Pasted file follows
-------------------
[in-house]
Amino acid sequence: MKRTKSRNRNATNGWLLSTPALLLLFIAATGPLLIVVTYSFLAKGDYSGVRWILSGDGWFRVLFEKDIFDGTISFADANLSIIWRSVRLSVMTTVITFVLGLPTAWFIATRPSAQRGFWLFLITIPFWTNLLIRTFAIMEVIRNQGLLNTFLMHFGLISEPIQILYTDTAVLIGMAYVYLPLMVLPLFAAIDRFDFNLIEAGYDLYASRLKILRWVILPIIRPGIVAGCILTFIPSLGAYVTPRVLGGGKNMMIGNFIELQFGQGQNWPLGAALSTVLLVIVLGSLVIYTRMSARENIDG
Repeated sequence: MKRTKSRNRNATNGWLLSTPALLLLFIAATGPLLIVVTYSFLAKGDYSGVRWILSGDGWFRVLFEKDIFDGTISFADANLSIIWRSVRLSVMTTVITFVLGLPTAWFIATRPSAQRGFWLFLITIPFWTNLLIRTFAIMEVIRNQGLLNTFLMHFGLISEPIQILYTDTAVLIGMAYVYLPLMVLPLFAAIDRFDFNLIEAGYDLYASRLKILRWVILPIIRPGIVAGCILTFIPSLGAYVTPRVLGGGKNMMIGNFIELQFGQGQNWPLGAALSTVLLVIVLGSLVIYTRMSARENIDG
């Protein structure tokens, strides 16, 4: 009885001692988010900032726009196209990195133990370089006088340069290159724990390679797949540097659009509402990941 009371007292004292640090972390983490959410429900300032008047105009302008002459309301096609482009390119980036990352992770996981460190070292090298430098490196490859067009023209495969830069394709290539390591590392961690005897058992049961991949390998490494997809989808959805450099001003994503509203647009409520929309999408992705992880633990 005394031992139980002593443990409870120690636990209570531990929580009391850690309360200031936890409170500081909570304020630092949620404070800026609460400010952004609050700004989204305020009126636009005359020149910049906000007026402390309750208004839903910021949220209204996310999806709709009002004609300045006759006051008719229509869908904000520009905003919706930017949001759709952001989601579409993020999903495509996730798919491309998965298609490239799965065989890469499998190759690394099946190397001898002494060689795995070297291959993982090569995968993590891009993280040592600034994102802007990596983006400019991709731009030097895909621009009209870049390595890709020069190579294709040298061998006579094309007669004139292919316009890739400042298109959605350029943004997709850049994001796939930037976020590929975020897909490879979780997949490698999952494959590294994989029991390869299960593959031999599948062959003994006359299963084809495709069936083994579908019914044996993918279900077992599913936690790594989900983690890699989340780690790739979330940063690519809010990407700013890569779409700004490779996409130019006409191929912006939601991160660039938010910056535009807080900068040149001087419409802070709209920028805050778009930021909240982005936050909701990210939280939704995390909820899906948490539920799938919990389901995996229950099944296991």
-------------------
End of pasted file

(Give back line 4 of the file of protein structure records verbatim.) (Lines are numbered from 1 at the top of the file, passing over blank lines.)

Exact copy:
């Protein structure tokens, strides 16, 4: 009885001692988010900032726009196209990195133990370089006088340069290159724990390679797949540097659009509402990941 009371007292004292640090972390983490959410429900300032008047105009302008002459309301096609482009390119980036990352992770996981460190070292090298430098490196490859067009023209495969830069394709290539390591590392961690005897058992049961991949390998490494997809989808959805450099001003994503509203647009409520929309999408992705992880633990 005394031992139980002593443990409870120690636990209570531990929580009391850690309360200031936890409170500081909570304020630092949620404070800026609460400010952004609050700004989204305020009126636009005359020149910049906000007026402390309750208004839903910021949220209204996310999806709709009002004609300045006759006051008719229509869908904000520009905003919706930017949001759709952001989601579409993020999903495509996730798919491309998965298609490239799965065989890469499998190759690394099946190397001898002494060689795995070297291959993982090569995968993590891009993280040592600034994102802007990596983006400019991709731009030097895909621009009209870049390595890709020069190579294709040298061998006579094309007669004139292919316009890739400042298109959605350029943004997709850049994001796939930037976020590929975020897909490879979780997949490698999952494959590294994989029991390869299960593959031999599948062959003994006359299963084809495709069936083994579908019914044996993918279900077992599913936690790594989900983690890699989340780690790739979330940063690519809010990407700013890569779409700004490779996409130019006409191929912006939601991160660039938010910056535009807080900068040149001087419409802070709209920028805050778009930021909240982005936050909701990210939280939704995390909820899906948490539920799938919990389901995996229950099944296991």